Of course, the automated highway never came to fruition but some of its elements have endured due to their proven and unique capability in reducing the number, rate, and severity of motor vehicle crashes – the key focus of U.S. DOT’s National Highway Traffic Safety Administration (NHTSA). According to NHTSA, 90% of the deaths on our nation’s roadways (which occur every 13 minutes) are due to driver error. U.S. DOT estimates that more than 50,000 annual crashes could be prevented through the integration of intelligent lane keeping and collision-avoidance technologies. Understanding consumers’ high regard for their own personal safety, car companies have begun hawking such devices during nighttime news programs. Leveraging this private sector investment, U.S. Transportation Secretary Rodney Slater recently urged U.S. auto manufacturers to develop such devices in order to achieve a national goal of reducing crash fatalities by 20 percent over the next 10 years. More intriguing is Slater’s challenge to metropolitan areas to deploy the infrastructure portion – recognizing that all this advanced gadgetry on the vehicle is no good unless it can communicate with the roadway.

A System of Systems – Benefits and Costs

Probably the most important element of this policy discussion is that intelligent transportation technologies are not stand-alone, but are designed to work within the existing transportation system. High-tech components by themselves will not go a long way in reducing congestion, pollution or operating costs – rather, it is the integration of devices, systems and agencies that make the difference. The investments made by the federal government as well as those made by the states have certainly been significant. And many studies have shown that when properly integrated, ITS does reduce the need for new roadway construction and comes out positive in benefit/costs analyses:

  • Maryland’s statewide highway monitoring program finds very high benefits in its incident response program over the program’s costs. The benefits of reductions in delay, fuel consumption, and ancillary accidents is estimated to total $30.5 million, about seven times the $4 million cost of the initial capital investment and annual maintenance and operations. 2
  • In Atlanta, the benefit/cost ratio for the freeway and incident management system was 21/2 to 1. This is based on total benefits of $44 million in reduced delay time calculated as the decrease in the duration of incidents coupled with savings generated by enabling traffic to move at full capacity. Hardware, system and operating costs are estimated to be just under $20 million per year.3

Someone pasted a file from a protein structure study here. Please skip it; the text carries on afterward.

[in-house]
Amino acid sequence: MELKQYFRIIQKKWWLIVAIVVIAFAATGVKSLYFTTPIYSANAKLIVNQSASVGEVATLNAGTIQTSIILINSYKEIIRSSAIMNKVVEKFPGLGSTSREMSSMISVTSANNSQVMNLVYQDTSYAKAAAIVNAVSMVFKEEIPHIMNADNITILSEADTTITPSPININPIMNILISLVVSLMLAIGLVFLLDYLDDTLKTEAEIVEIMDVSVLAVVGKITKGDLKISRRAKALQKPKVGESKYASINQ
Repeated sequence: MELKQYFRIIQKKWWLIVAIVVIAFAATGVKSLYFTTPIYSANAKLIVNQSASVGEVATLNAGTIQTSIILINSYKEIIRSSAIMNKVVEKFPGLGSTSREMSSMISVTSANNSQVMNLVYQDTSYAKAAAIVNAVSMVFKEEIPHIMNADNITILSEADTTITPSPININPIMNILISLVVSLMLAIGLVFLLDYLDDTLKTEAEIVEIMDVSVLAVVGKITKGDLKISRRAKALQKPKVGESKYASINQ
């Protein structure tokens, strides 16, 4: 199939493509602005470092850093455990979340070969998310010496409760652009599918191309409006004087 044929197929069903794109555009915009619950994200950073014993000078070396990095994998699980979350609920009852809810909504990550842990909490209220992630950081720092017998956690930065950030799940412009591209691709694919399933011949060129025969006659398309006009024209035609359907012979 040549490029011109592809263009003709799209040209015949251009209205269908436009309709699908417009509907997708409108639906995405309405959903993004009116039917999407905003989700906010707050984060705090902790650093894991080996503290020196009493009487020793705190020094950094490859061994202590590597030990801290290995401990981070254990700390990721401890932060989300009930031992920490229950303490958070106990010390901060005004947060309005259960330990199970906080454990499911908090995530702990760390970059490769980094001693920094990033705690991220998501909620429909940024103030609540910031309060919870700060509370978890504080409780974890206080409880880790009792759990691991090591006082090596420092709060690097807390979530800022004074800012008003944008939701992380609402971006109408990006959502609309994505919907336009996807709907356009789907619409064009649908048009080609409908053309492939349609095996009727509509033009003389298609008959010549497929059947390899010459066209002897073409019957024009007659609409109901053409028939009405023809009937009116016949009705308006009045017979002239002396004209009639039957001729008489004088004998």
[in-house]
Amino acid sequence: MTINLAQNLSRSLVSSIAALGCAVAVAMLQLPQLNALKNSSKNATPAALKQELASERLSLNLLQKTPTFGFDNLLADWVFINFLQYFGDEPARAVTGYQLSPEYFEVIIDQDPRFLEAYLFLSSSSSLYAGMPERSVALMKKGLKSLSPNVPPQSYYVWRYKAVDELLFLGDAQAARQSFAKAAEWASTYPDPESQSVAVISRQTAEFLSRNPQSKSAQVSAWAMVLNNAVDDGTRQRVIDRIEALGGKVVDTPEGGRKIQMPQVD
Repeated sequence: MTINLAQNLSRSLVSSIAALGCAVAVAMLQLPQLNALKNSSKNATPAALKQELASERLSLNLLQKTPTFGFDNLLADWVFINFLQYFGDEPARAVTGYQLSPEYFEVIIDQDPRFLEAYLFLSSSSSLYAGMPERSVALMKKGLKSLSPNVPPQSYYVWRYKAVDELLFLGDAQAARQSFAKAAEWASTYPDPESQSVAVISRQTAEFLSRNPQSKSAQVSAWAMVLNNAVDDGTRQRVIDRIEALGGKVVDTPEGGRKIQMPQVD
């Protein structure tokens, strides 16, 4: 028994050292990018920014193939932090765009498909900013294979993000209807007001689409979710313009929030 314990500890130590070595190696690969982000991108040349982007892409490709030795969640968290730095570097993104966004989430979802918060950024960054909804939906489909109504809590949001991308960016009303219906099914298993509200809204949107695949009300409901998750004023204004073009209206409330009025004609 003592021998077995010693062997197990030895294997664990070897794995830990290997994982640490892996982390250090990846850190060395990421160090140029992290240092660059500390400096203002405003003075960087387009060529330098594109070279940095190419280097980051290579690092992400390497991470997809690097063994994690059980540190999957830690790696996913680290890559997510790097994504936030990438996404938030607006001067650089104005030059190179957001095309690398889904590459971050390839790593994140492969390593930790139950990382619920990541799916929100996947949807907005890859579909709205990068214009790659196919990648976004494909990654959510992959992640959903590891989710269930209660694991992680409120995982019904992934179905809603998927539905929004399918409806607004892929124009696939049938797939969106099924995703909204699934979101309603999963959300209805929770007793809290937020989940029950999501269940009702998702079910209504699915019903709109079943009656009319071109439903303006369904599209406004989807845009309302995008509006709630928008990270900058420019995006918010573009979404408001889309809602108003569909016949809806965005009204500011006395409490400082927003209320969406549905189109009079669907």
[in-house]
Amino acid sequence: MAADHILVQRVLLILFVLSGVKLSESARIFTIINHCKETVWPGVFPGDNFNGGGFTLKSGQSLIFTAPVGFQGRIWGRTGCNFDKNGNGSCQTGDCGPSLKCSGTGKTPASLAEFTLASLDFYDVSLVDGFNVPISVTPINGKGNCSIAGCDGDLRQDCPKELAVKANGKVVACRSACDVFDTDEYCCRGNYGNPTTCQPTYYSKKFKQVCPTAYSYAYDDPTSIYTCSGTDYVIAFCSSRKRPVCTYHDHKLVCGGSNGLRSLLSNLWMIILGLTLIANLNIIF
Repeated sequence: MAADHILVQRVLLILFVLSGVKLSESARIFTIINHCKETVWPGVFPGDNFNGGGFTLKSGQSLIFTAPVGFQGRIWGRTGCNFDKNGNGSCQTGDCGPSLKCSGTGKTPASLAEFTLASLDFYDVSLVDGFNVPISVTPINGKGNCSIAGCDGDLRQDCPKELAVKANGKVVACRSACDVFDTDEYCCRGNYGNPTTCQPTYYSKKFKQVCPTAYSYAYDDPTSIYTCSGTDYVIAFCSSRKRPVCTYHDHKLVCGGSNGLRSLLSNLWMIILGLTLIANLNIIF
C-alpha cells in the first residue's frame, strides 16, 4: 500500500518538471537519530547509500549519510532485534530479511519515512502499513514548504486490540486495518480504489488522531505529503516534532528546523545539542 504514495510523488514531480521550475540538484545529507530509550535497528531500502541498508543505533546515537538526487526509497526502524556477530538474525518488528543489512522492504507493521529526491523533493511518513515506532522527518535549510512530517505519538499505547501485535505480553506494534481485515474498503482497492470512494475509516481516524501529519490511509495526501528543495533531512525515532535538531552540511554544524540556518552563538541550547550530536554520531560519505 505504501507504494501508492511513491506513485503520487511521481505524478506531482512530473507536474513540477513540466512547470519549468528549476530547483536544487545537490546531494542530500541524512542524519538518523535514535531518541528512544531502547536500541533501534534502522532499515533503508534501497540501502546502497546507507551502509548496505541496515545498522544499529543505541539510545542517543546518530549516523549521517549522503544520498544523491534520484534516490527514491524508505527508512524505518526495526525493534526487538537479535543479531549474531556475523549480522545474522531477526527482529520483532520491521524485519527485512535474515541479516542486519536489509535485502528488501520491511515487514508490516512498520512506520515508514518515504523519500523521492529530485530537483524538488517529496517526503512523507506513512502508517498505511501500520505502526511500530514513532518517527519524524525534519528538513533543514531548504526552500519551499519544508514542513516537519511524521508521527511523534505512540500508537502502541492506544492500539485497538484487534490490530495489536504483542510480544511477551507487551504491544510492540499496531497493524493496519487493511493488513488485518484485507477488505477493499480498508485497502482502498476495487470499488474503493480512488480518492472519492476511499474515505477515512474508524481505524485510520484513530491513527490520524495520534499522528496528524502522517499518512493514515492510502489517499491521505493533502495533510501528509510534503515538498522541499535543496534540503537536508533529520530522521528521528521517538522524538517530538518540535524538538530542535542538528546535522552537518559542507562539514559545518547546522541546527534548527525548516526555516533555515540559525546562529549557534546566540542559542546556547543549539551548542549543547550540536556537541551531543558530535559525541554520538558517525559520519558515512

• Efficiently linking traffic signals through leased telephone lines to a central control room in the Tysons Corner area of Fairfax County, Virginia was found to save motorists nearly $20 million per year based mainly on reductions in delay ($18 million) but also fuel savings and emissions reductions.4

Overall, ITS infrastructure will generate a benefit-cost ratio of 8.8 to 1 for the nation’s 75 largest most congested areas for reasons not unlike those expressed above. But again, unless these high tech elements are deployed in an integrated, coordinated, cooperative manner, these ratios are not likely to be realized. Recognizing this, the U.S. DOT was charged by Congress with ensuring that ITS projects that are funded with Highway Trust Fund dollars conform to a national system of architecture and standards.

Driven to Distraction

While there is general agreement that advanced technologies have direct benefits to transportation ? there is quite a bit of debate over the best and safest ways to deploy such devices in the vehicles.

Earlier this year, the Federal Communications Commission approved the U.S. DOT’s petition to assign one of the few remaining “N11” numbers for advanced traveler information services. This significant announcement enables drivers to access current traveler, traffic and transit information by dialing 511 from any telephone (similar to 411 for information or 911 for emergencies) as opposed to a seven digit number that always changes from one jurisdiction to the next. This is important because about 45 metropolitan areas and over 100 transit agencies operate some type of telephone-based traveler information system. A motorist driving up the I-95 corridor between Washington, DC and New York City is presented with 11 such services, all with different telephone numbers. To address the next challenge of deciding who fields the incoming telephone call (private companies often operate such fee-based services) Vice President Gore proposed a new program that would provide start-up funds for assistance.